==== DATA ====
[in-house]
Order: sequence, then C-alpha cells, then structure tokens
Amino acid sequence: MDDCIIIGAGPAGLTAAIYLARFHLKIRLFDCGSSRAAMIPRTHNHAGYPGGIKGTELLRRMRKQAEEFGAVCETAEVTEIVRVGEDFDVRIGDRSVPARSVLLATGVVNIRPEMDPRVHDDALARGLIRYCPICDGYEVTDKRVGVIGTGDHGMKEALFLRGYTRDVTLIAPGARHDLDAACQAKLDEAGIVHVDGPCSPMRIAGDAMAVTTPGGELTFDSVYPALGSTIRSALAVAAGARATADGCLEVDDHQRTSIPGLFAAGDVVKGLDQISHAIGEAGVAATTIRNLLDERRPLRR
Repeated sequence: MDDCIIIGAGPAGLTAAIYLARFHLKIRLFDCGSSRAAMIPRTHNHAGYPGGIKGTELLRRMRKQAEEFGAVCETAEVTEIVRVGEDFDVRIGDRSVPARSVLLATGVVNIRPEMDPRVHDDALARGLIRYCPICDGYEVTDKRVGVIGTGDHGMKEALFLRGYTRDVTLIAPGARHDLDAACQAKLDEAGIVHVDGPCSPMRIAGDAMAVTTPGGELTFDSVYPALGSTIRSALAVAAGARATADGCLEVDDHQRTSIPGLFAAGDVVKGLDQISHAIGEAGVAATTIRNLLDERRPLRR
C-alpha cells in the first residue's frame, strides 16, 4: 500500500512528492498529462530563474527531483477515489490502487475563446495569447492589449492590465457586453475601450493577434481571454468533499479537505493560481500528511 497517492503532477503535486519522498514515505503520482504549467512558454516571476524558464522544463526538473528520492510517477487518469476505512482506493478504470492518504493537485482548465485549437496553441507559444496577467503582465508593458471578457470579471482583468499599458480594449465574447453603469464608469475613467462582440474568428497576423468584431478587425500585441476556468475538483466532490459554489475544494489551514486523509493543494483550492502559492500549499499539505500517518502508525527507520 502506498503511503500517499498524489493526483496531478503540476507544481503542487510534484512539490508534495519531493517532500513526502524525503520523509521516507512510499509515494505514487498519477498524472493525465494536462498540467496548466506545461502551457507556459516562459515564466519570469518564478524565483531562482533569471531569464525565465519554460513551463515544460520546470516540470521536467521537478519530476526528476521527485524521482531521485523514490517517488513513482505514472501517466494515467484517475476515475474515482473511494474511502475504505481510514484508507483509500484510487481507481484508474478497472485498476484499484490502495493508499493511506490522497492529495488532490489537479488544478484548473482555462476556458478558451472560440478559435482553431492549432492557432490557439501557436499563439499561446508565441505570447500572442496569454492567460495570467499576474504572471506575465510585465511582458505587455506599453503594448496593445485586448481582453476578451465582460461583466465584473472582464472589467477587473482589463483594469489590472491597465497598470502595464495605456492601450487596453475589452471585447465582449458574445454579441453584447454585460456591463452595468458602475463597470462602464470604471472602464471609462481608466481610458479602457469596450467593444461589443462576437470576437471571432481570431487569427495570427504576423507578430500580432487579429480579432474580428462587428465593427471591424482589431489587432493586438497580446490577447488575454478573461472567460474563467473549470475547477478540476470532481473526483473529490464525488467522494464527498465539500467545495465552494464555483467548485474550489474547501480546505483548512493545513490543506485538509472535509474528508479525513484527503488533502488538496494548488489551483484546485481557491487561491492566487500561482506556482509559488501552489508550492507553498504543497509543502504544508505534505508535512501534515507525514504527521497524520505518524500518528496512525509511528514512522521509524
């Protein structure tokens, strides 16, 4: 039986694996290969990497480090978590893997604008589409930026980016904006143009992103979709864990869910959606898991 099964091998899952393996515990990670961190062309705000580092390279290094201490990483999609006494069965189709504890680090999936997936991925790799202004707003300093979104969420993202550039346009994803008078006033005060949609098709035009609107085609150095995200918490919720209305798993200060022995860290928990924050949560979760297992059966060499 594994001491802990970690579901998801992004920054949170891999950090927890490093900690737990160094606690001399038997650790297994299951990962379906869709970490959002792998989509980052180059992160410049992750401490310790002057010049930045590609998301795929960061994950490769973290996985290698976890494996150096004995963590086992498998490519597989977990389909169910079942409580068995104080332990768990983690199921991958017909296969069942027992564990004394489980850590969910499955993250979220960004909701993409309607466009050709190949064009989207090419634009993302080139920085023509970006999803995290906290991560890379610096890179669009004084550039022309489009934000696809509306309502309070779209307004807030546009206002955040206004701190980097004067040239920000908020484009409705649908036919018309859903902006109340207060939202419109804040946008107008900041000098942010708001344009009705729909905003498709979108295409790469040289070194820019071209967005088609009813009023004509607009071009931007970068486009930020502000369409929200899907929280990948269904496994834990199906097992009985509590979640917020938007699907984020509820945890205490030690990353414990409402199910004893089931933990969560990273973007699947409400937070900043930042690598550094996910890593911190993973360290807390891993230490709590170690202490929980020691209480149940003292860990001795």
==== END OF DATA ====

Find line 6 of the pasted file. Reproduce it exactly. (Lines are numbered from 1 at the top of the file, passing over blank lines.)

């Protein structure tokens, strides 16, 4: 039986694996290969990497480090978590893997604008589409930026980016904006143009992103979709864990869910959606898991 099964091998899952393996515990990670961190062309705000580092390279290094201490990483999609006494069965189709504890680090999936997936991925790799202004707003300093979104969420993202550039346009994803008078006033005060949609098709035009609107085609150095995200918490919720209305798993200060022995860290928990924050949560979760297992059966060499 594994001491802990970690579901998801992004920054949170891999950090927890490093900690737990160094606690001399038997650790297994299951990962379906869709970490959002792998989509980052180059992160410049992750401490310790002057010049930045590609998301795929960061994950490769973290996985290698976890494996150096004995963590086992498998490519597989977990389909169910079942409580068995104080332990768990983690199921991958017909296969069942027992564990004394489980850590969910499955993250979220960004909701993409309607466009050709190949064009989207090419634009993302080139920085023509970006999803995290906290991560890379610096890179669009004084550039022309489009934000696809509306309502309070779209307004807030546009206002955040206004701190980097004067040239920000908020484009409705649908036919018309859903902006109340207060939202419109804040946008107008900041000098942010708001344009009705729909905003498709979108295409790469040289070194820019071209967005088609009813009023004509607009071009931007970068486009930020502000369409929200899907929280990948269904496994834990199906097992009985509590979640917020938007699907984020509820945890205490030690990353414990409402199910004893089931933990969560990273973007699947409400937070900043930042690598550094996910890593911190993973360290807390891993230490709590170690202490929980020691209480149940003292860990001795």